Dr. Juthani: For ticks, for example, it really needs to be a deep freeze cold for the ticks to really die off. And, with warmer temperatures in the winter-time, many of these ticks are surviving all year round. So, what I'd like people to know right now, as they should be going out, is to take certain precautions. At dawn and dusk, we know it's not always the most comfortable, but either wearing longer sleeves and pants, bug spray ... all [those] things that can potentially protect you from both sun exposure, but also mosquitoes and ticks. You can reduce the chance of getting one of these potential pathogens.

John Henry Smith: The directive we always got from our summer camp counselors was "don't pull them out if you see them on your body." Take a match, light it, then put it out and put the burning embers on the back of the tick so the tick pops its head out and so you don't get that infection with the head left in in the body. Now, that was many years ago. Is that still the advice?

Dr. Juthani: There are specific tick instruments that you can use to actually remove a tick if it is attached and engorged. If you're able to brush it off very quickly, that is obviously the best. It's not attached. It's not having that opportunity for its blood meal, which is when it ends up injecting the various different pathogens that it may have into a person. The longer it is attached, the longer it potentially has the opportunity to transmit any of these infections. So really you want to try to remove the tick fully. One of the ways that you described — a lot of people are going to have challenges with that. But if you do have an instrument where you're actually able to remove the tick, so that it doesn't leave anything behind and is able to come off and not allow it to complete its meal, that is the ideal. And certainly consult with your pediatrician if it's your child or your doctor in terms of next steps.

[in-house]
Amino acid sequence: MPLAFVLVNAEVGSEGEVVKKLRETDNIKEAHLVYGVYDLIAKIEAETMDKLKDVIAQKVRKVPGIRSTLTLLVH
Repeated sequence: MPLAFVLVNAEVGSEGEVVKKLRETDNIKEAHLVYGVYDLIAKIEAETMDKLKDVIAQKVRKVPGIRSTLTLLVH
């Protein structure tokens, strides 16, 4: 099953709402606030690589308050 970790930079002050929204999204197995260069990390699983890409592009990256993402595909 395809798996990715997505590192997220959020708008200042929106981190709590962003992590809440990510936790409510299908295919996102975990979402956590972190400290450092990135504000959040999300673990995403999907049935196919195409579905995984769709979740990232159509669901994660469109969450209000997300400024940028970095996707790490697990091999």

John Henry Smith: I can't have you here without asking you one or two questions about COVID-19. Obviously the public health emergency has ended. What is your outlook for this summer?

Dr. Juthani: We are thinking of COVID as one of our other respiratory infections, which is certainly going to need special attention as we head into the school year. We're going to be waiting to hear more about what is going to be recommended and what's going to be available in terms of vaccinations for COVID going into the fall. We anticipate that it will be an additional shot that's recommended for many going into this winter season. Again, many people did not get the bivalent updated shot last season. So for many people, it's going to be two years since they've had a shot. But I think right now, this is probably as close to a normal summer as we can anticipate we've had in many years.

John Henry Smith is Connecticut Public’s host of All Things Considered, its flagship afternoon news program. He's proud to be a part of the team that won a regional Emmy Award for The Vote: A Connecticut Conversation. In his 21st year as a professional broadcaster, he’s covered both news and sports.